Over 3 million cases of degenerative disc disease are diagnosed yearly. Degenerative disc disease is also known as DDD, simply put is osteoarthritis (osteo = bone, arthritis = inflammation of the joint) of the spine. The spine, besides being a storehouse of nerves is a critical structural feature of the body. Any injury or damage to the parts of the spine can be detrimental. Unfortunately, some damage can happen without any direct injuries through what is known as degeneration, which comes naturally with age.
The spine is made of a column of bones known as vertebrae that are separated by a disc made of 80% water which serves as shock absorbers to cushion the spine, as seen in figure 1. As one age, those disc in between the vertebrae of the spine begin to degenerate and can lead to severe pain.
Interestingly disc like any other area of the body begins to break down and degenerate with age; therefore, disc degeneration is a natural part of aging, and everyone experiences it in their lifetime. As people age, the disc in the spine lose flexibility as well as water but it is not always diagnosed because everyone does not experience the symptoms of degenerative disc disease. Having said that, those who do the heavy lifting, are overweight and have had either major or minor injuries within the spinal column are more than likely to have a DDD diagnosis and cause it to progress quicker. According to the Arthritis Foundation almost “everyone over the age of 60 has disc degeneration; the earliest signs of degenerative disk disease is within the 11-16 year age group” but it is not as common.
Symptoms of Degenerative Disc Disease
The spine is divided into three components, lumbar (lower back), thoracic (mid-back), and cervical (neck). The symptoms of degenerative disc disease include neck pain, back pain, and sometimes arm and leg pain depending on where the disc degeneration is taking place in the spine. Symptoms could also include numbness. Although the degeneration of the disc may continue to progress, typically the pain does not increase. Some adverse effects of degenerative disc disease include herniated disc, bone spurs, pinched nerve, collapsed vertebrae, and spinal stenosis. There is no explanation for why some people have symptoms, and some do not. That just goes to show the uniqueness of humanity.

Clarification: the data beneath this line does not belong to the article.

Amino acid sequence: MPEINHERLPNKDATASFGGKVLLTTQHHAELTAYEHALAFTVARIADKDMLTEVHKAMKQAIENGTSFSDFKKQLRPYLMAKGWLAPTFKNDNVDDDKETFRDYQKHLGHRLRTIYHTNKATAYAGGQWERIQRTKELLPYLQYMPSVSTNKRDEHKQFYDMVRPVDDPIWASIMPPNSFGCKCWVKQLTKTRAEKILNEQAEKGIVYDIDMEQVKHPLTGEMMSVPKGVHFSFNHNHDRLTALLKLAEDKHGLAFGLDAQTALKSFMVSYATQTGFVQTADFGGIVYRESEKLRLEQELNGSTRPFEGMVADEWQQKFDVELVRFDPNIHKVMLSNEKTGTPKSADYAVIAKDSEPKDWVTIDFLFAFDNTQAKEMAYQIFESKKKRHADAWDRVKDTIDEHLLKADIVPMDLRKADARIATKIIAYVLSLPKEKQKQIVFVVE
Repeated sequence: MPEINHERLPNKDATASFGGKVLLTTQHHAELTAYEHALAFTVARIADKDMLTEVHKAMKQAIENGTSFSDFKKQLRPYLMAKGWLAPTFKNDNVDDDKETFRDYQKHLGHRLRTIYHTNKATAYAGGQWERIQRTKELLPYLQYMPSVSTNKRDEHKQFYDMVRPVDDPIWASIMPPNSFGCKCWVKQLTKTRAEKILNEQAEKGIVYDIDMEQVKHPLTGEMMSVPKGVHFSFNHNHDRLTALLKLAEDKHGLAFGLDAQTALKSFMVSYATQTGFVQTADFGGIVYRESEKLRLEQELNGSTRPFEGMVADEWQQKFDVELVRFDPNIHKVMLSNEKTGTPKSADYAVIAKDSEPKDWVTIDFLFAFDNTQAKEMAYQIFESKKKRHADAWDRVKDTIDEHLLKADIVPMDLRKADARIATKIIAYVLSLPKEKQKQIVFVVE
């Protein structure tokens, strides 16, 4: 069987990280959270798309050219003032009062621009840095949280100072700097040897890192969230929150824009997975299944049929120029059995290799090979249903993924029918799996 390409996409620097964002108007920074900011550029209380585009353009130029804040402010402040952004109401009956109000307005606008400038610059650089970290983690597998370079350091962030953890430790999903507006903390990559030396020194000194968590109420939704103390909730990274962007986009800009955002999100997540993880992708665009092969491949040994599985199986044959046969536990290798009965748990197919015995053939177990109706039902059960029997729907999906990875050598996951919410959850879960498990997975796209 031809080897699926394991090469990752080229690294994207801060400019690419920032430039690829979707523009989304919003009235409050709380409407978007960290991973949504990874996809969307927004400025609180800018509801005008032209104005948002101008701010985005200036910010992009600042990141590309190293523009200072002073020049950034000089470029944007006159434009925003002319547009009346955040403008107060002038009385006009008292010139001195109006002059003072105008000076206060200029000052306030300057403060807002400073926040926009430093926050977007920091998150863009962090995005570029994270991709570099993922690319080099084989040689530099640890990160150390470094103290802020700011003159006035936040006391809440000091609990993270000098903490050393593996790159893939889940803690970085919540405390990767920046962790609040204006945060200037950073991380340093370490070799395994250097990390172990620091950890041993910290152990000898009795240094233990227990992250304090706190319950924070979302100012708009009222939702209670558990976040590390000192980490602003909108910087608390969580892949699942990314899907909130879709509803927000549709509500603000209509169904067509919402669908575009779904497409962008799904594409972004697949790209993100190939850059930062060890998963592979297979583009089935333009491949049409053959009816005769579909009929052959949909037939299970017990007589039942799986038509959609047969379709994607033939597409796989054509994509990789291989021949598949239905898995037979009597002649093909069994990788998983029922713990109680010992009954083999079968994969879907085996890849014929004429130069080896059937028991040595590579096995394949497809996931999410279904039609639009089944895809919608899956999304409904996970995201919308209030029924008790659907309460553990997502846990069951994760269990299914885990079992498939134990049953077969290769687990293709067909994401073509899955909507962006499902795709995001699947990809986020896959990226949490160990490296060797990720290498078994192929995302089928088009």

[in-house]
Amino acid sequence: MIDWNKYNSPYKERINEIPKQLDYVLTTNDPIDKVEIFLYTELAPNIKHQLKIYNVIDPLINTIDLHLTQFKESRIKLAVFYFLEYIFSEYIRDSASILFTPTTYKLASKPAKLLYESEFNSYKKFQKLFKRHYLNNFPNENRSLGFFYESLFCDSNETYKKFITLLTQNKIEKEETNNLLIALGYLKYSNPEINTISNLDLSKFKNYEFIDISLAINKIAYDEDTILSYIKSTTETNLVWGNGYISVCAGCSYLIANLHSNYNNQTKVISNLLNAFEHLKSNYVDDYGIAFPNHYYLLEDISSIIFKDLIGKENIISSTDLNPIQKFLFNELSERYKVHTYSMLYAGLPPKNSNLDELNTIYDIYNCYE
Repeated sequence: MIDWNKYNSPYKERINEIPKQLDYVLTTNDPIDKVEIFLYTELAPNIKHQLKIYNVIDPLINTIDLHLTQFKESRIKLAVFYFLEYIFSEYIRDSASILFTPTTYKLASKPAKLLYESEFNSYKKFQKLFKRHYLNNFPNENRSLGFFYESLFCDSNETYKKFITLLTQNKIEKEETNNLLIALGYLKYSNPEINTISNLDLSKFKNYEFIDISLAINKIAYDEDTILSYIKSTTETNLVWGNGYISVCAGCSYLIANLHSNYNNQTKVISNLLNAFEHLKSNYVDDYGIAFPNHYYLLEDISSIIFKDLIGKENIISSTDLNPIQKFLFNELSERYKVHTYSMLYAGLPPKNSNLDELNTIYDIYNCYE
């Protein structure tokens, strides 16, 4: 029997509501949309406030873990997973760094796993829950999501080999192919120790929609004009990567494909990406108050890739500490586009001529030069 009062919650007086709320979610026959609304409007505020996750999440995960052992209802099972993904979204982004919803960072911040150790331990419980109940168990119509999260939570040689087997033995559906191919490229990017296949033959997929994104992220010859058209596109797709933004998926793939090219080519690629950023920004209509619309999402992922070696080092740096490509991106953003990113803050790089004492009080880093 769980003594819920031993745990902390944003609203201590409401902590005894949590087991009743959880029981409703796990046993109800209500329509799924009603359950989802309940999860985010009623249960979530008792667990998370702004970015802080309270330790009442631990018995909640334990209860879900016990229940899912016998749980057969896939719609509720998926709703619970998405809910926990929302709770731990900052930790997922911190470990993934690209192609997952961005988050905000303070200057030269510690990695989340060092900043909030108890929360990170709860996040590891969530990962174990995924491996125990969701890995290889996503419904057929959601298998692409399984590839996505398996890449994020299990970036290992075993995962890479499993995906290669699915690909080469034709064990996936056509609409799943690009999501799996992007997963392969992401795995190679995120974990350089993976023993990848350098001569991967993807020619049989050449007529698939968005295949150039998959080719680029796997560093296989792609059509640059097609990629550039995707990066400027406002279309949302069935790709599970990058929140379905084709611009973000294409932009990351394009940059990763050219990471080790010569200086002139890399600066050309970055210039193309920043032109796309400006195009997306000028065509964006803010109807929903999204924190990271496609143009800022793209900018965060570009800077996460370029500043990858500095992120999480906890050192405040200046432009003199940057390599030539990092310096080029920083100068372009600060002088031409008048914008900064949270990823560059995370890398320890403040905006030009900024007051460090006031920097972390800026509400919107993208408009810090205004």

DDD can be diagnosed without using imaging. The most diagnosis comes through an office visit with your primary care physician. Based on a review of symptoms and any recent injuries, physicians can determine a DDD diagnosis. Other forms of diagnosis come through imaging such as X-ray, CAT scans, or MRI’s. There is no cure for DDD, but there are forms of treatment that can be helpful and allow you to have an excellent quality of life still. Most forms of treatment are not invasive. They include rest, physical therapy, medication, and visits to see a chiropractor. A more invasive treatment involves spinal fusion. Spinal fusion is a procedure done to fuse vertebrae that are rubbing together due to the degeneration of a disc. By fusing the vertebrae, they will heal as one bone. Since the bones are no longer rubbing together, the pain is minimized. Without a joint being there, the spine loses some flexibility but not to the point that you are unable to walk and move around frequently.
Although Degenerative Disc Disease (DDD) sounds like a serious ailment, in all actuality it is not a disease at all. By definition, a disease is an “abnormality.” Degeneration is not an abnormality at all but a common part of life which comes with age. I guess you could say your body is just becoming wiser. Although there is no cure for DDD, the pain can be managed, and you can continue to live a healthy life and fulfill all the items on your bucket list.
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